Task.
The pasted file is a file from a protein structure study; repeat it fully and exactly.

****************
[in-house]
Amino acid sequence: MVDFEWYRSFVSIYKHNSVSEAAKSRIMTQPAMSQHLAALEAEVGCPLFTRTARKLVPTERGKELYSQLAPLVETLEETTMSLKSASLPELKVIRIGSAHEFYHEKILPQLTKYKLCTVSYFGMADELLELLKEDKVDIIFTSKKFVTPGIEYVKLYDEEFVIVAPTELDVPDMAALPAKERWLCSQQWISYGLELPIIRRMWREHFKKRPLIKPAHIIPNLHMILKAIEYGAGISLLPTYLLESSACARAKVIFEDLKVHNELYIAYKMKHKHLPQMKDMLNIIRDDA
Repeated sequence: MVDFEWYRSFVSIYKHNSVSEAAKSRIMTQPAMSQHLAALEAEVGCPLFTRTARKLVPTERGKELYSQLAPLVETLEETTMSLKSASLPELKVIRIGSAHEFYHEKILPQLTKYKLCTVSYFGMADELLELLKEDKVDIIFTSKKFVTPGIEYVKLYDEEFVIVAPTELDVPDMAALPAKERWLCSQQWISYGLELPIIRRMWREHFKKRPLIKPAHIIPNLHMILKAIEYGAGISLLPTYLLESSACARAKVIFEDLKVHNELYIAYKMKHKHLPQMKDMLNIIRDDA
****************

[in-house]
Amino acid sequence: MVDFEWYRSFVSIYKHNSVSEAAKSRIMTQPAMSQHLAALEAEVGCPLFTRTARKLVPTERGKELYSQLAPLVETLEETTMSLKSASLPELKVIRIGSAHEFYHEKILPQLTKYKLCTVSYFGMADELLELLKEDKVDIIFTSKKFVTPGIEYVKLYDEEFVIVAPTELDVPDMAALPAKERWLCSQQWISYGLELPIIRRMWREHFKKRPLIKPAHIIPNLHMILKAIEYGAGISLLPTYLLESSACARAKVIFEDLKVHNELYIAYKMKHKHLPQMKDMLNIIRDDA
Repeated sequence: MVDFEWYRSFVSIYKHNSVSEAAKSRIMTQPAMSQHLAALEAEVGCPLFTRTARKLVPTERGKELYSQLAPLVETLEETTMSLKSASLPELKVIRIGSAHEFYHEKILPQLTKYKLCTVSYFGMADELLELLKEDKVDIIFTSKKFVTPGIEYVKLYDEEFVIVAPTELDVPDMAALPAKERWLCSQQWISYGLELPIIRRMWREHFKKRPLIKPAHIIPNLHMILKAIEYGAGISLLPTYLLESSACARAKVIFEDLKVHNELYIAYKMKHKHLPQMKDMLNIIRDDA